The Telegraph
Tuesday , February 11 , 2014
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Cong fumes but not keen to kill Delhi bill

New Delhi, Feb. 10: The Congress today accused Arvind Kejriwal of indulging in “unnecessary drama” over his Jan Lokpal Bill, saying he could have submitted the draft to the Centre and waited instead of presuming that approval won’t be granted.

The criticism was an indication that the Congress did not want to be seen as blocking an anti-corruption legislation just before the Lok Sabha polls and that permission could indeed be granted to move the bill in the Delhi Assembly.

The Congress, which supports the Kejriwal-led Aam Aadmi Party (AAP) government, hasn’t given any commitment to back the bill, though. Instead, it has asserted that it would not support any law that is not in harmony with the Lokpal Act passed by Parliament.

“Why do they assume the approval won’t come? This is just a drama and the entire discourse lacks substance. They are indulging in shadowboxing. How can they pre-decide what the (Union) home ministry will do? They should have submitted the bill to the ministry and waited for the response,” Congress spokesperson Abhishek Singhvi said.

The comments came hours after Kejriwal said he “had been fighting with the Centre” over the bill. “Now they (the Centre) are saying that we should send it for their approval. Obviously, they will not give approval. They will sit on the bill.”

The Congress also slammed Kejriwal’s contention that rules requiring Delhi bills to get prior approval of the Centre were “unconstitutional”. It also contested his decision to seek the opinion of experts and lawyers on the issue.

“This rule was framed much before the AAP was born. Can anybody give an opinion whether somebody should follow rules or not? Can this be left to individual choice? As long as the rule stands, constitutional or unconstitutional, everybody should follow it. It is not rocket science. Where is the scope for drama?” Singhvi asked.

Asked about the chief minister’s threat to resign, Singhvi said “we cannot be answerable to what a person who is beyond our control does”. “Our support to the AAP only means that the government will not fall because of our eight MLAs. Don’t link support or its withdrawal to every decision of the government.”

The Congress salvo coincided with indications from lieutenant governor Najeeb Jung to leave to the home ministry the final decision on whether the bill needed prior central ratification, though the chief minister iterated it would be tabled on Thursday.

Jung met Kejriwal this morning and the two were learnt to have discussed the bill. Later, Jung’s office issued a statement elaborating on the contents of the letter he wrote to the chief minister last week in response to Kejriwal’s accusation of working under Congress pressure.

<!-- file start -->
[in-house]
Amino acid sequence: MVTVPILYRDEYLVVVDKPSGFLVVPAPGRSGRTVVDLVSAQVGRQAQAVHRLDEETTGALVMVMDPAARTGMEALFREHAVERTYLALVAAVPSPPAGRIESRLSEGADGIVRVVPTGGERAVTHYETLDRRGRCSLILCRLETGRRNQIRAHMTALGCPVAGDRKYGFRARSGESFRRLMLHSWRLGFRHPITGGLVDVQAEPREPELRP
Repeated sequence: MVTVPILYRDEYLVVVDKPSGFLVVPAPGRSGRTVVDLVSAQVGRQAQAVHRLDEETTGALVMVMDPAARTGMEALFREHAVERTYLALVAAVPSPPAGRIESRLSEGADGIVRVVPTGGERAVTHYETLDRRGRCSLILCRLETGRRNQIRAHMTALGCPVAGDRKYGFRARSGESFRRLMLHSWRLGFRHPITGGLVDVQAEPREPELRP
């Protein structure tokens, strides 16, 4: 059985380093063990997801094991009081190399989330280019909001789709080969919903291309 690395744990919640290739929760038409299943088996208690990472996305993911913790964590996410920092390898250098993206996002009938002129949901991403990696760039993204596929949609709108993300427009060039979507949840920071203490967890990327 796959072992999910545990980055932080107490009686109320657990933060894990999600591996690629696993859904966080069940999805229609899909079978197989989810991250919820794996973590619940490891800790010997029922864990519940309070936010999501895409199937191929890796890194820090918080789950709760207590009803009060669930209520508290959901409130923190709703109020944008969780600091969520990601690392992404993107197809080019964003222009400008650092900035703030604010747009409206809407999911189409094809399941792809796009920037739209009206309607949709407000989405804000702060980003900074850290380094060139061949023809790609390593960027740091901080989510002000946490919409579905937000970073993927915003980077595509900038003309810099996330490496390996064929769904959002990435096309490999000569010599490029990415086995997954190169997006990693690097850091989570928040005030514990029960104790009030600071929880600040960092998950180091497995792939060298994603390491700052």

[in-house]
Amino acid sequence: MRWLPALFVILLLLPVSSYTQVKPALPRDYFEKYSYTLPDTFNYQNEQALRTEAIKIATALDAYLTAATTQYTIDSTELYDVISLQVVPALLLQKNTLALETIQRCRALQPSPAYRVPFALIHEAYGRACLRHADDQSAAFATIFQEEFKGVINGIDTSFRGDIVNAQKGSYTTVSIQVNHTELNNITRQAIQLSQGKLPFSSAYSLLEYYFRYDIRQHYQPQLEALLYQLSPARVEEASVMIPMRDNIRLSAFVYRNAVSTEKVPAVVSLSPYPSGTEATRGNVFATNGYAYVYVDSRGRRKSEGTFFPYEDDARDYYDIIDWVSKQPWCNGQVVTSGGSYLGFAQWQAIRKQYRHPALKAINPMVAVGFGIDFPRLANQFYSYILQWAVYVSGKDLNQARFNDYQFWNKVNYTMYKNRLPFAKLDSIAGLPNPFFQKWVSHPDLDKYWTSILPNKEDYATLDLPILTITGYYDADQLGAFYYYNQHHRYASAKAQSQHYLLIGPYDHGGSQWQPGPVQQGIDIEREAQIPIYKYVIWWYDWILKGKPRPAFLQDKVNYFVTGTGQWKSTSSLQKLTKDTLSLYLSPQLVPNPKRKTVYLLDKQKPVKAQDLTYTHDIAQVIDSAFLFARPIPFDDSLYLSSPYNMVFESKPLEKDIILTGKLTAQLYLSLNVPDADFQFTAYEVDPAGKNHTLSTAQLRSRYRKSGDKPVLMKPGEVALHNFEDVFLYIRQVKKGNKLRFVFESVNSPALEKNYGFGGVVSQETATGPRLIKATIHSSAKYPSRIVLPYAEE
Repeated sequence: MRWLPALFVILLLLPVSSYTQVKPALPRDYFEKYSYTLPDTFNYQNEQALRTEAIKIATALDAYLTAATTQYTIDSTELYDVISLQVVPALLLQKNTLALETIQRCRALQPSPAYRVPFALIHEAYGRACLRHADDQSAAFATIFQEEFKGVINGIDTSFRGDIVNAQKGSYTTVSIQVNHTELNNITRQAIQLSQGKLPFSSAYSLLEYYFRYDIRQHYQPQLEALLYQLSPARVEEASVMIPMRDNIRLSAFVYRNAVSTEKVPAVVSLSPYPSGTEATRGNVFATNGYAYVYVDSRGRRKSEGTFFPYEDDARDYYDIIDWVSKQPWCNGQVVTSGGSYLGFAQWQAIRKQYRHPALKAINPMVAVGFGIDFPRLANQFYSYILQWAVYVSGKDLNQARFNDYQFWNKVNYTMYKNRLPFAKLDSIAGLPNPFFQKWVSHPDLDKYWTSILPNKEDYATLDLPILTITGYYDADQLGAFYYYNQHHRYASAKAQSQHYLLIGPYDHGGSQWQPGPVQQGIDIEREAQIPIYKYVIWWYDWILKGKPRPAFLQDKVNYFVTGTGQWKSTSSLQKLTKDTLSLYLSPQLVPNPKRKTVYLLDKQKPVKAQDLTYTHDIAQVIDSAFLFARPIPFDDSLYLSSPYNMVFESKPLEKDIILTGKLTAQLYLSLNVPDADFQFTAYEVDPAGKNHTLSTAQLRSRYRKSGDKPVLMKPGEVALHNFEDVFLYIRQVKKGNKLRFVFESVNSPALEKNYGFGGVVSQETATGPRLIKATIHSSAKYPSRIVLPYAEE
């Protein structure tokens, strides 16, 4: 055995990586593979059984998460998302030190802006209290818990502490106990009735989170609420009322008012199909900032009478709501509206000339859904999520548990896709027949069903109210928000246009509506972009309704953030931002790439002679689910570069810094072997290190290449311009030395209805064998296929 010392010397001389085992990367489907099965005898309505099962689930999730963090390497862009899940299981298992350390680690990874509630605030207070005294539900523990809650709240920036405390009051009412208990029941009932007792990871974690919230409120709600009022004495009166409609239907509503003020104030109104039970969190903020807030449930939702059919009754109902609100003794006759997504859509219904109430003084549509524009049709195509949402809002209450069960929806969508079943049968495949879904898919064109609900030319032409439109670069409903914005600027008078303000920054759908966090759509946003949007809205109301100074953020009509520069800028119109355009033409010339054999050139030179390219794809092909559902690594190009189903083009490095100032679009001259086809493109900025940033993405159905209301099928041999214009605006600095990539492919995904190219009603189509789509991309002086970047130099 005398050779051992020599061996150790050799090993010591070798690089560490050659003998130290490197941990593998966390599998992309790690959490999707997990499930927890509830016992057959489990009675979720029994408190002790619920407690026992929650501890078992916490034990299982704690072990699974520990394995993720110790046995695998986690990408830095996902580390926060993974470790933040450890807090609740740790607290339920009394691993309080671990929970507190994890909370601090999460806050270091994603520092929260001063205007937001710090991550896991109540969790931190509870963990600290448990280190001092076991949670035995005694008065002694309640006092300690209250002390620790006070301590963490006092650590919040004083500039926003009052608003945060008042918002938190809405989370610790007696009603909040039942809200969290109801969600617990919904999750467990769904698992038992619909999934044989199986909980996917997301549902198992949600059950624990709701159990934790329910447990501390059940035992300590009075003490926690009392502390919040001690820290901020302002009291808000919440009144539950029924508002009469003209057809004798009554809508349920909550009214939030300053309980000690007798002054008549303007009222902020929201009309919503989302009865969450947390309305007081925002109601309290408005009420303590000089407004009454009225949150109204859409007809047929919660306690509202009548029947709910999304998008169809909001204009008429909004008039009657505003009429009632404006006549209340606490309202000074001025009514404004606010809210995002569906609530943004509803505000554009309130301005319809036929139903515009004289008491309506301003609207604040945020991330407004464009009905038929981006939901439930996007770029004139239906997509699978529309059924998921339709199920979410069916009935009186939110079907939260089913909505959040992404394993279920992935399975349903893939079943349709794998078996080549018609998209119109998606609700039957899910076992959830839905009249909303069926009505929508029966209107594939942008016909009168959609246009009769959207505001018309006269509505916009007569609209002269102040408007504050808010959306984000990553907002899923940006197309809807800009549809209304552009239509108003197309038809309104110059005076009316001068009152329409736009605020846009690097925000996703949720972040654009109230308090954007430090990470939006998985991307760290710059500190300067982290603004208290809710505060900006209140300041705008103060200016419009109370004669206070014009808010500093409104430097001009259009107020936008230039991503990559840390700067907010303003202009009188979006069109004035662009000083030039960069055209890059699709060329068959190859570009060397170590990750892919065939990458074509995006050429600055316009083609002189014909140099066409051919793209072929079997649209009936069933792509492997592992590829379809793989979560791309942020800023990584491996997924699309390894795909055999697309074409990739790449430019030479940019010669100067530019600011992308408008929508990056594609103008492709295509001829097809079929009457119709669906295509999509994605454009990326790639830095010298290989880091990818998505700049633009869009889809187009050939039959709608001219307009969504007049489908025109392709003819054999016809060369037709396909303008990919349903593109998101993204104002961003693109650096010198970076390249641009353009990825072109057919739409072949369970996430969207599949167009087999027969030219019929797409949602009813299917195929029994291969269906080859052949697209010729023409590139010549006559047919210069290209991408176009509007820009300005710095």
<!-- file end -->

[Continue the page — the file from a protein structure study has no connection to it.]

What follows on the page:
In the letter, Jung cited rules that the Kejriwal government would be violating if it went ahead with the bill. (See below)

As a similar law was passed in December by Parliament, the bill has to be sent to the Centre to avoid contradictions, the state has been told.

The rules were framed by the home ministry and last amended in 2002 during BJP led NDA regime.

“Therefore irrespective of whether the Delhi (Kejriwal) cabinet appreciated this or not, the position would remain the same unless challenged in appropriate forums,” Jung wrote. He stressed that he shared Kejriwal’s values to fight corruption but insisted on “the need to follow procedures as mandated under the Constitution”.

Jung asked Kejriwal to reconsider another decision — to hold a discussion of MLAs on the Lokpal bill in a stadium this weekend where the public will be allowed.

He reminded the chief minister about the chaos at Kejriwal’s Janta Durbar last month. “The Delhi police is clear that it would not be possible to identify and segregate people who may have the intention to disturb the Assembly. The inability to handle large crowds had become evident in the Janta Durbar,” Jung wrote.

Kejriwal sent a written reply on the issue this evening urging Jung to help him take “democracy beyond the closed walls” and slamming the police in his latest tussle with the force that is under the Centre.

“If the police cannot provide security in one stadium, how can it be expected to keep the entire city safe?” Kejriwal asked.


Points made by the Delhi lieutenant governor (LG) on the Arvind Kejriwal government’s Jan Lokpal Bill

● As the central Lokpal and the Lokayukta Act has already been passed by Parliament, the Delhi legislation must get the Centre’s assent to avoid possible conflicts

● Delhi government rules require draft bills to be sent to the LG before being taken
up by the state cabinet. Not done in this case

● Bills proposed by the government shall not be passed by the Assembly unless the
LG recommends them

● Prior LG recommendation also required as the Jan Lokpal Bill involves expenditure from the state’s consolidated fund